Mostly came off within a few minutes, but certain areas it is set more into the grain and needed sanding/scalpel out.

This is post sanding...
Image
Image
Image


Polish and clear coat to go!

Posted: Sun Jan 27, 2008 6:42 pm
by uncle arthur
That looks AWESOME!!!

What sort of bike is it?

Posted: Sun Jan 27, 2008 7:10 pm
by Crawf
It's a Cell Team. It did look like this...
Image
I started polishing it, but it came up so shiny it just didn't look right, was really tinny looking and cheap :) so I roughed it up again - reverting to the brushed alloy look.

Posted: Sun Jan 27, 2008 11:22 pm
by Mulger bill
She looks amazing Jacobite, better than paint :)

uncle arthur wrote:That looks AWESOME!!!

What sort of bike is it?


There's a weekend project that'll totally confound the queens out there Unc. :twisted:

Posted: Mon Jan 28, 2008 12:06 am
by uncle arthur
Mulger bill wrote:She looks amazing Jacobite, better than paint :)

uncle arthur wrote:That looks AWESOME!!!

What sort of bike is it?


There's a weekend project that'll totally confound the queens out there Unc. :twisted:


Exactly what I'm thinking ;)

So with a bit more info on exactly what sort of paintstripper, and how best to avoid getting it on the components, and I might have to look at doing just this very same thing.....

Posted: Mon Jan 28, 2008 1:29 pm
by Mulger bill
Fitwer me I'd pull most of the bits off the frame then go nuts with masking tape or gaffer.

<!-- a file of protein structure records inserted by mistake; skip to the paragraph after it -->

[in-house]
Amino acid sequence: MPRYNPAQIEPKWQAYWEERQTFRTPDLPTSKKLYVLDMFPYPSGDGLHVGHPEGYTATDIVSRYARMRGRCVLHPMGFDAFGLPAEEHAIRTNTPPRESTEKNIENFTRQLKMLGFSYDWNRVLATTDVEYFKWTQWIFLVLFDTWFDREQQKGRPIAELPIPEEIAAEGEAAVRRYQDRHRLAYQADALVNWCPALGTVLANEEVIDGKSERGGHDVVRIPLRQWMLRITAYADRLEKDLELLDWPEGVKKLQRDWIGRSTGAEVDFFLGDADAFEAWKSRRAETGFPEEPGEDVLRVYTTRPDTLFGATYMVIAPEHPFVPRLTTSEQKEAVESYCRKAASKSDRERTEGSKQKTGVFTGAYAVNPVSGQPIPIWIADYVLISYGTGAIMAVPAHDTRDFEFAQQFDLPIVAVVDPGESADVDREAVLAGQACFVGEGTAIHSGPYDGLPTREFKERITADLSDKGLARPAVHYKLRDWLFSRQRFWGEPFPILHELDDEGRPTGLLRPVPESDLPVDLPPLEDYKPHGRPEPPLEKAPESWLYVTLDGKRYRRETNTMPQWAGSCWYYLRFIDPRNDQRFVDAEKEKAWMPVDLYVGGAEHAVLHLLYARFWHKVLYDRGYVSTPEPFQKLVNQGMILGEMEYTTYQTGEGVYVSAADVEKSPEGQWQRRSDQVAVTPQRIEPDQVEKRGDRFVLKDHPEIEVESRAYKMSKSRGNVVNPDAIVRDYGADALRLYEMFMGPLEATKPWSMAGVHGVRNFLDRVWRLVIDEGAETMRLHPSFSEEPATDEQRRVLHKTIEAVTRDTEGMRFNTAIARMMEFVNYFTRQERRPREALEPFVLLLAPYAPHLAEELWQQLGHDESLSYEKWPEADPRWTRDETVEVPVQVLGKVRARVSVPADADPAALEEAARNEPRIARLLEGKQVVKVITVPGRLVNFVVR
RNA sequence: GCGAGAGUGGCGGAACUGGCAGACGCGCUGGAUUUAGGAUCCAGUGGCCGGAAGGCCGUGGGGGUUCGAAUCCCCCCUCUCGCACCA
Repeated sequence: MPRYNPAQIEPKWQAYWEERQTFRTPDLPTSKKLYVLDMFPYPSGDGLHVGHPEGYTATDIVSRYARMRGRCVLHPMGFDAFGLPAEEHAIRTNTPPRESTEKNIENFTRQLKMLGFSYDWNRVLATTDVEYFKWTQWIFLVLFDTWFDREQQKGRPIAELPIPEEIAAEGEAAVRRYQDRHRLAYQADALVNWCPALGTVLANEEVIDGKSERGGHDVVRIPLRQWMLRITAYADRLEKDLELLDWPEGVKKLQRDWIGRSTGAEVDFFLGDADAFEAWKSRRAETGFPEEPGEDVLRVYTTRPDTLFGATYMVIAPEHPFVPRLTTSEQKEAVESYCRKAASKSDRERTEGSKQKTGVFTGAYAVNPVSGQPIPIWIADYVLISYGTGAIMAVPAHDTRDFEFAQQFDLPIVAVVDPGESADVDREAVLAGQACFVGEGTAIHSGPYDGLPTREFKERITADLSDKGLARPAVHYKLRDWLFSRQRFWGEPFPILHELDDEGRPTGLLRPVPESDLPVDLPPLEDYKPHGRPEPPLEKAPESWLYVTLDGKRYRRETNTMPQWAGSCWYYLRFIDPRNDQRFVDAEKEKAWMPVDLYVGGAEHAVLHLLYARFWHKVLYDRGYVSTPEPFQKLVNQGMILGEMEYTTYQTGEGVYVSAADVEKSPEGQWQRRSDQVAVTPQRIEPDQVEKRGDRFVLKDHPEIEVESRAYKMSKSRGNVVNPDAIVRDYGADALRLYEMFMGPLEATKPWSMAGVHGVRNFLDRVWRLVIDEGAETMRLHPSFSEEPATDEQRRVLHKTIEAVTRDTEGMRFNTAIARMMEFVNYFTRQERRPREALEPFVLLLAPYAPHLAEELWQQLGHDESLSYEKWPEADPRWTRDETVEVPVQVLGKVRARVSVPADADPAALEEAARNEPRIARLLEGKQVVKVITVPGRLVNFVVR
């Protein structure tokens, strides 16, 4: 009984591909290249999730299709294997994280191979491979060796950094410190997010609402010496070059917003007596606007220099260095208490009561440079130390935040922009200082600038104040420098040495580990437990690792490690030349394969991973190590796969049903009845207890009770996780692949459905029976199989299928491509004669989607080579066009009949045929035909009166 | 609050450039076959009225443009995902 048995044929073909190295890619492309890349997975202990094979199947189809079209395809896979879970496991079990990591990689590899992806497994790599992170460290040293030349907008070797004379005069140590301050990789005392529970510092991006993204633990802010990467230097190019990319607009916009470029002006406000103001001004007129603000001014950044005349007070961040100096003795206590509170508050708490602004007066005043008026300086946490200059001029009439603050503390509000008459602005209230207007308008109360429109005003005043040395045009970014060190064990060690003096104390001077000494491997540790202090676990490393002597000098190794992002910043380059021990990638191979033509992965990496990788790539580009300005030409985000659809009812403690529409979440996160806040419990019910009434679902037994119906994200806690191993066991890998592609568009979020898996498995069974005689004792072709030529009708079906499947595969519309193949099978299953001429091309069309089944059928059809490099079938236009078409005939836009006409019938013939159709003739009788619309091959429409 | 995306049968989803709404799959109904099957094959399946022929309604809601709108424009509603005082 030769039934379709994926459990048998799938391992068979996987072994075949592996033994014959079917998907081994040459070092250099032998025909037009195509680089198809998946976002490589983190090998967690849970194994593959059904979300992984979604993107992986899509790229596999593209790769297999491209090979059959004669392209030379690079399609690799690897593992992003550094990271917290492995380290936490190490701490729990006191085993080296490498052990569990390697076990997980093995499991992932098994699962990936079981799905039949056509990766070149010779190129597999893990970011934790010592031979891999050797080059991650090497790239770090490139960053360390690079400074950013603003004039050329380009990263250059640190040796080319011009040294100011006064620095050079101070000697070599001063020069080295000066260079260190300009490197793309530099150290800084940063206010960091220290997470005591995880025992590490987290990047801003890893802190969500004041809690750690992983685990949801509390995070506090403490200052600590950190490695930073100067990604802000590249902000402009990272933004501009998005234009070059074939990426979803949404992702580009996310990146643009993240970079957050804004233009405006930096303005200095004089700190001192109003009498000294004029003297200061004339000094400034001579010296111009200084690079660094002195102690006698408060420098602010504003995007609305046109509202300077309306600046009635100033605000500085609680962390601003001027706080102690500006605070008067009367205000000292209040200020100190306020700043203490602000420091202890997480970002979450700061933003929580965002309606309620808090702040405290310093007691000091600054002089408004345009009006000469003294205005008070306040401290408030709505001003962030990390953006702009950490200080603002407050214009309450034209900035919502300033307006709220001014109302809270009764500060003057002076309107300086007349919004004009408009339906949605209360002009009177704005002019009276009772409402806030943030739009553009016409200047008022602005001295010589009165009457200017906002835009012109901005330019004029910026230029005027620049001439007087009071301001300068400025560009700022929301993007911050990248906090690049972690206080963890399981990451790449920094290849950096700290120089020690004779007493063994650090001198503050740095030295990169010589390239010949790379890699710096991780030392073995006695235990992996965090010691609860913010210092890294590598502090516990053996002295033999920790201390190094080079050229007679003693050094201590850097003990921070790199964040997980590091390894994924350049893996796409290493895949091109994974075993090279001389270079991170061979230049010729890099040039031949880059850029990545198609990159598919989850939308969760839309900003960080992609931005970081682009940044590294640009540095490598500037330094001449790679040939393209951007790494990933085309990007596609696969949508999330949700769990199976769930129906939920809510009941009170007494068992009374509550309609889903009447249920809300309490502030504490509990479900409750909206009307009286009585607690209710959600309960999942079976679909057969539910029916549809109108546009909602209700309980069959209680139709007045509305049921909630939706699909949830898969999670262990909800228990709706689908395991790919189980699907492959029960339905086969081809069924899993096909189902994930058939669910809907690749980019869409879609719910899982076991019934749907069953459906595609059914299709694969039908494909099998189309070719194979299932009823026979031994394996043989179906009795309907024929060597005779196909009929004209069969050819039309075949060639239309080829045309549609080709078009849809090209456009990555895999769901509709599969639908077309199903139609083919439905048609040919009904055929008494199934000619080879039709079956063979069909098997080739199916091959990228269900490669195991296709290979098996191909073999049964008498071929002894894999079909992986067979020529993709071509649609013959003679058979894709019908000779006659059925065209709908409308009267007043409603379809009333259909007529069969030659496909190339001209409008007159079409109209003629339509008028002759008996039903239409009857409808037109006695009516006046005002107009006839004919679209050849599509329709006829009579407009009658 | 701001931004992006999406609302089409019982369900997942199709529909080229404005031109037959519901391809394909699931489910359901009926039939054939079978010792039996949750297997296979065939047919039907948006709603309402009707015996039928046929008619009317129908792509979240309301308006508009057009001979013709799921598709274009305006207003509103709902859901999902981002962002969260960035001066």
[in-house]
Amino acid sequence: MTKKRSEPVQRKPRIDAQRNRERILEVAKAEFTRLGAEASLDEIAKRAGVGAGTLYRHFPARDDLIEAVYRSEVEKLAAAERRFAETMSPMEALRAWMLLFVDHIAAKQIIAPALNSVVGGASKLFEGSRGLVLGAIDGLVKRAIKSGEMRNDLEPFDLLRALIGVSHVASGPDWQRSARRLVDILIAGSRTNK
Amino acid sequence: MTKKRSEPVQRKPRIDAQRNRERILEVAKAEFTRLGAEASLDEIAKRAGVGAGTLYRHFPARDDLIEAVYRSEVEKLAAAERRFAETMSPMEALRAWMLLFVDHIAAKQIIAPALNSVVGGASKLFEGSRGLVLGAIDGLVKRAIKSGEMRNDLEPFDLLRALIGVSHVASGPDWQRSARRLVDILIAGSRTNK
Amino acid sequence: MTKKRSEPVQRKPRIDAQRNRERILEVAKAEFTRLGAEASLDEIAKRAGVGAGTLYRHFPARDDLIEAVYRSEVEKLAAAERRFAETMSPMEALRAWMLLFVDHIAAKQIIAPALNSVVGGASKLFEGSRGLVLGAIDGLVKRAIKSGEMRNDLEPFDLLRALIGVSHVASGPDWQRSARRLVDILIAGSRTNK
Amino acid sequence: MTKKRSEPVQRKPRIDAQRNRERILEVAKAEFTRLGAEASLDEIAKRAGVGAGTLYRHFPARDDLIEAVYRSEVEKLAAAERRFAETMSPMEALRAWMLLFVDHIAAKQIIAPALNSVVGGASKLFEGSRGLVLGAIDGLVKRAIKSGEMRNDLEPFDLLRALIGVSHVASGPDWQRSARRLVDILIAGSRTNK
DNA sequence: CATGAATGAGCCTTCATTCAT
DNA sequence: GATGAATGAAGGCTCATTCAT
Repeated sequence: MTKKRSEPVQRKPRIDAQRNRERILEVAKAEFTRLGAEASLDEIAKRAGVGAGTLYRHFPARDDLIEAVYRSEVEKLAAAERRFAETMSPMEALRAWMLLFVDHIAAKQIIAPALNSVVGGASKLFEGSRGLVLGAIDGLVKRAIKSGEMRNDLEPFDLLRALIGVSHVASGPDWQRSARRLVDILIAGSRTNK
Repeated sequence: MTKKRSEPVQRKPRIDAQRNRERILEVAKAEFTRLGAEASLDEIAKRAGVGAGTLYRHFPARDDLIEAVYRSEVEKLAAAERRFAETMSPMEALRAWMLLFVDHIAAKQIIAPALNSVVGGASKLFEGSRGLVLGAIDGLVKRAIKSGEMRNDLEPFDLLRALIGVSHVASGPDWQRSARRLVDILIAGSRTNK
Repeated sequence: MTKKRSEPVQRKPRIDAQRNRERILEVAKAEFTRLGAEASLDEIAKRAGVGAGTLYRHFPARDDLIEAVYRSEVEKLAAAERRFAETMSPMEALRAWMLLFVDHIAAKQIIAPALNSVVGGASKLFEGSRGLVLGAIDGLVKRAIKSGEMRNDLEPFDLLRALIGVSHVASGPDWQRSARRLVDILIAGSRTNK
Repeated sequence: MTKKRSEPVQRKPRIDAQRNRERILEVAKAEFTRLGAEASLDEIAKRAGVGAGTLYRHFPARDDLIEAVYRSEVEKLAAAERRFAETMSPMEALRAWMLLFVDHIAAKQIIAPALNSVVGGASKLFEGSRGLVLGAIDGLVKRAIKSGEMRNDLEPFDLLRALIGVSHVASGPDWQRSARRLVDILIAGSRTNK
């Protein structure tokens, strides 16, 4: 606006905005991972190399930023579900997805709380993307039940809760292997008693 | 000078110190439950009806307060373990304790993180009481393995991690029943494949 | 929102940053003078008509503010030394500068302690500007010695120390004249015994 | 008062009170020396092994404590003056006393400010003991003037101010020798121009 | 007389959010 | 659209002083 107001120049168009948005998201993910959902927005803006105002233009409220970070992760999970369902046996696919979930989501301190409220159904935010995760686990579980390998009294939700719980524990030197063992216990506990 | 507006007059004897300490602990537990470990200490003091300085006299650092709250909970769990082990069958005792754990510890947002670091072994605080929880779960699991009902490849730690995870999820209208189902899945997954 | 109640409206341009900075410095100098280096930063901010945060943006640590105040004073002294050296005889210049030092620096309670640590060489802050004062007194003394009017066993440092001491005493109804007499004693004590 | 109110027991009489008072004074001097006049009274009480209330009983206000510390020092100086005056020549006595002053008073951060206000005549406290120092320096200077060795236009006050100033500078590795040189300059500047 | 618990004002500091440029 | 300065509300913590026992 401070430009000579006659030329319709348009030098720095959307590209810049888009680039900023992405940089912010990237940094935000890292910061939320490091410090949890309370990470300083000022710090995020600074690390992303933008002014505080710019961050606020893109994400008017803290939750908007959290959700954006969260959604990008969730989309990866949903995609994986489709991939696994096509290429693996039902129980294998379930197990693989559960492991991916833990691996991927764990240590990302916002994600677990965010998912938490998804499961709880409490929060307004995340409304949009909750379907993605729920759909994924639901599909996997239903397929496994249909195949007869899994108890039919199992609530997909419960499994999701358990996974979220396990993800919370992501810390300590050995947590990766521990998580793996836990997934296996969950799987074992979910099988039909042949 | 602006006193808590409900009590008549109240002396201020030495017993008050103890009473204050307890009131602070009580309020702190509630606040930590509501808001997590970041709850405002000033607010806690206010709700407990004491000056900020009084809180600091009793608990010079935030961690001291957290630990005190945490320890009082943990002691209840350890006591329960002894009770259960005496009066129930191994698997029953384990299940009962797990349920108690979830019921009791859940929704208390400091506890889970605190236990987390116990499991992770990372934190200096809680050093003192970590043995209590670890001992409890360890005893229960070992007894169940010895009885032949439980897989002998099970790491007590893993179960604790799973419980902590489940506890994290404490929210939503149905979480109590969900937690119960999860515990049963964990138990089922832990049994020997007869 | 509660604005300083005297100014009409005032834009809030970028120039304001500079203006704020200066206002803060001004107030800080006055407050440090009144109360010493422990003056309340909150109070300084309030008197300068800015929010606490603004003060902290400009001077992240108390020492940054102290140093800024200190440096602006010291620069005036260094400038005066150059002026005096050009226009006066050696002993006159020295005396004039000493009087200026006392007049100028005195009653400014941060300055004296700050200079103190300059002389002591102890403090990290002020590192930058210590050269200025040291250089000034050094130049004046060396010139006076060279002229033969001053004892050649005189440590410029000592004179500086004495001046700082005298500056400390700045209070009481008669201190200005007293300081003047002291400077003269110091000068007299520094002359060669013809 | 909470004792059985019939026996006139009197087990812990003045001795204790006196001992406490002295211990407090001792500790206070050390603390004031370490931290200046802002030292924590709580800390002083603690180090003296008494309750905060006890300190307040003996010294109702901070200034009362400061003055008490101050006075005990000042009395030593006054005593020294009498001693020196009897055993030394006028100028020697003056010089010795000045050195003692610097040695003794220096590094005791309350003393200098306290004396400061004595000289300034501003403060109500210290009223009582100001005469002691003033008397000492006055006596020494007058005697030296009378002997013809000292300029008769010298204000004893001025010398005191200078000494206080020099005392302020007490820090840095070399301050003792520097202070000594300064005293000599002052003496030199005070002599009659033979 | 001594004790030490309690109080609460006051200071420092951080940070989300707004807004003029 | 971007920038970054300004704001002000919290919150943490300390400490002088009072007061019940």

Shaun

Posted: Mon Jan 28, 2008 2:42 pm
by Crawf
I wasn't to confident pulling the components off nor do I have the right tools, so I just bagged/taped them up.

All materials where gathered from Bunnings...

-Paint stripper (yellow tin, 1 litre, auto, marine, fibreg)
-1200 wet/dry sand paper
-Small paint brush & toothbrush
-Towel to wipe off stripper/paint
-Scraper for bits the stripper wont get off.
-2 x white knight clear coat
-Thick rubber gloves.
-Gaffa tape for areas that need real protecting, and masking tape.

I've decided to do the same to my rusted and chipped 15yo Shogun Trail Breaker, I used to ride this thing in high school... my nostalgic old beast. After initial tests it looks like its going to come up in a nice gunmetal gray shine.

Posted: Mon Jan 28, 2008 5:59 pm
by Crawf
Finished.
Image

Posted: Tue Jan 29, 2008 2:13 pm
by Birdman
Very nice indeed.

How much did it all end up costing you...if you don't mind me asking. Atleast now you wont have to worry about any paint chips.

Mitch.